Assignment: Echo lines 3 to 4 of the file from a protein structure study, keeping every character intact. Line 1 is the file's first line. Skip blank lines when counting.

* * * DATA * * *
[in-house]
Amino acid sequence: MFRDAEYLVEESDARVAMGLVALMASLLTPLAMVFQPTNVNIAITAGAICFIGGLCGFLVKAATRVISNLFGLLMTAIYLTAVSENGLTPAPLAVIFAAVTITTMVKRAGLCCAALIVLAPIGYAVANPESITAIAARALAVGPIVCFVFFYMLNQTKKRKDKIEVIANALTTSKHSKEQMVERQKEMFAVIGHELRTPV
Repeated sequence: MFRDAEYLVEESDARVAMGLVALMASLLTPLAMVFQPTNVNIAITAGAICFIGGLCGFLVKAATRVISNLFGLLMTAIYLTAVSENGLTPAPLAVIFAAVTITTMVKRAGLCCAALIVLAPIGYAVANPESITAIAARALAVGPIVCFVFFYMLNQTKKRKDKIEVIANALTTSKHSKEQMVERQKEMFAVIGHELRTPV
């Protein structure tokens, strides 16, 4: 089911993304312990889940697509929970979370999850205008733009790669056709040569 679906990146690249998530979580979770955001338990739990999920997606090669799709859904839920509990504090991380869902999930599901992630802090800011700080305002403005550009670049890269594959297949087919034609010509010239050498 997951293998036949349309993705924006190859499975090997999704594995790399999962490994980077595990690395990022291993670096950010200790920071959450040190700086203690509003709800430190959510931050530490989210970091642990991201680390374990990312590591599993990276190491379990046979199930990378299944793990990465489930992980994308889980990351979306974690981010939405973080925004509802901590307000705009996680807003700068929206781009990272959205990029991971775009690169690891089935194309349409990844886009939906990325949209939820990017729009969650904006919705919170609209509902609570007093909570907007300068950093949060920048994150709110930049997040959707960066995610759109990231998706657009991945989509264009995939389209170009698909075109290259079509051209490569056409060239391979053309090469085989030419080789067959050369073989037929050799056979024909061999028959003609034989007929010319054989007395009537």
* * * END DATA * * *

Repeated sequence: MFRDAEYLVEESDARVAMGLVALMASLLTPLAMVFQPTNVNIAITAGAICFIGGLCGFLVKAATRVISNLFGLLMTAIYLTAVSENGLTPAPLAVIFAAVTITTMVKRAGLCCAALIVLAPIGYAVANPESITAIAARALAVGPIVCFVFFYMLNQTKKRKDKIEVIANALTTSKHSKEQMVERQKEMFAVIGHELRTPV
């Protein structure tokens, strides 16, 4: 089911993304312990889940697509929970979370999850205008733009790669056709040569 679906990146690249998530979580979770955001338990739990999920997606090669799709859904839920509990504090991380869902999930599901992630802090800011700080305002403005550009670049890269594959297949087919034609010509010239050498 997951293998036949349309993705924006190859499975090997999704594995790399999962490994980077595990690395990022291993670096950010200790920071959450040190700086203690509003709800430190959510931050530490989210970091642990991201680390374990990312590591599993990276190491379990046979199930990378299944793990990465489930992980994308889980990351979306974690981010939405973080925004509802901590307000705009996680807003700068929206781009990272959205990029991971775009690169690891089935194309349409990844886009939906990325949209939820990017729009969650904006919705919170609209509902609570007093909570907007300068950093949060920048994150709110930049997040959707960066995610759109990231998706657009991945989509264009995939389209170009698909075109290259079509051209490569056409060239391979053309090469085989030419080789067959050369073989037929050799056979024909061999028959003609034989007929010319054989007395009537």